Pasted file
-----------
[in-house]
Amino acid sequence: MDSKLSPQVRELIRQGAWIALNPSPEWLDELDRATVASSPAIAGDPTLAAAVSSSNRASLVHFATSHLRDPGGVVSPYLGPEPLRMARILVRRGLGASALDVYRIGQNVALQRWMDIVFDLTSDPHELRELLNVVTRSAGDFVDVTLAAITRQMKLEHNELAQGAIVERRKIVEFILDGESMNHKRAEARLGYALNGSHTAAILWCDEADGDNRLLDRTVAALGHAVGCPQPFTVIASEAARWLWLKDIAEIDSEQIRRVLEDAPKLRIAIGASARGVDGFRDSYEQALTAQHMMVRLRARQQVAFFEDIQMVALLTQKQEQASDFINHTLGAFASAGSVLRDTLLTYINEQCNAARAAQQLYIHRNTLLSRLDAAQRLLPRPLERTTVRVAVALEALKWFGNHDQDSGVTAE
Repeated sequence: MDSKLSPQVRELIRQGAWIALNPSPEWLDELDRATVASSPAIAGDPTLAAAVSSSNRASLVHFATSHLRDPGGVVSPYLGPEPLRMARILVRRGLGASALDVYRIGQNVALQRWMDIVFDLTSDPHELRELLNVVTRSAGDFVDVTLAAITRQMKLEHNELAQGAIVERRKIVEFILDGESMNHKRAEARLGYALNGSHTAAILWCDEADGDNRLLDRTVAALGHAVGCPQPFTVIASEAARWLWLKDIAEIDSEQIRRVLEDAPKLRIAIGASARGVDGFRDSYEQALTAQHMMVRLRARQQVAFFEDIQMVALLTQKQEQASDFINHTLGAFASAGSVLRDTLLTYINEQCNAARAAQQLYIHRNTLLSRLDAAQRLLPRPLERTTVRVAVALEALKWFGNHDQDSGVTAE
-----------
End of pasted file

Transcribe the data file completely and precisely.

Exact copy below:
[in-house]
Amino acid sequence: MDSKLSPQVRELIRQGAWIALNPSPEWLDELDRATVASSPAIAGDPTLAAAVSSSNRASLVHFATSHLRDPGGVVSPYLGPEPLRMARILVRRGLGASALDVYRIGQNVALQRWMDIVFDLTSDPHELRELLNVVTRSAGDFVDVTLAAITRQMKLEHNELAQGAIVERRKIVEFILDGESMNHKRAEARLGYALNGSHTAAILWCDEADGDNRLLDRTVAALGHAVGCPQPFTVIASEAARWLWLKDIAEIDSEQIRRVLEDAPKLRIAIGASARGVDGFRDSYEQALTAQHMMVRLRARQQVAFFEDIQMVALLTQKQEQASDFINHTLGAFASAGSVLRDTLLTYINEQCNAARAAQQLYIHRNTLLSRLDAAQRLLPRPLERTTVRVAVALEALKWFGNHDQDSGVTAE
Repeated sequence: MDSKLSPQVRELIRQGAWIALNPSPEWLDELDRATVASSPAIAGDPTLAAAVSSSNRASLVHFATSHLRDPGGVVSPYLGPEPLRMARILVRRGLGASALDVYRIGQNVALQRWMDIVFDLTSDPHELRELLNVVTRSAGDFVDVTLAAITRQMKLEHNELAQGAIVERRKIVEFILDGESMNHKRAEARLGYALNGSHTAAILWCDEADGDNRLLDRTVAALGHAVGCPQPFTVIASEAARWLWLKDIAEIDSEQIRRVLEDAPKLRIAIGASARGVDGFRDSYEQALTAQHMMVRLRARQQVAFFEDIQMVALLTQKQEQASDFINHTLGAFASAGSVLRDTLLTYINEQCNAARAAQQLYIHRNTLLSRLDAAQRLLPRPLERTTVRVAVALEALKWFGNHDQDSGVTAE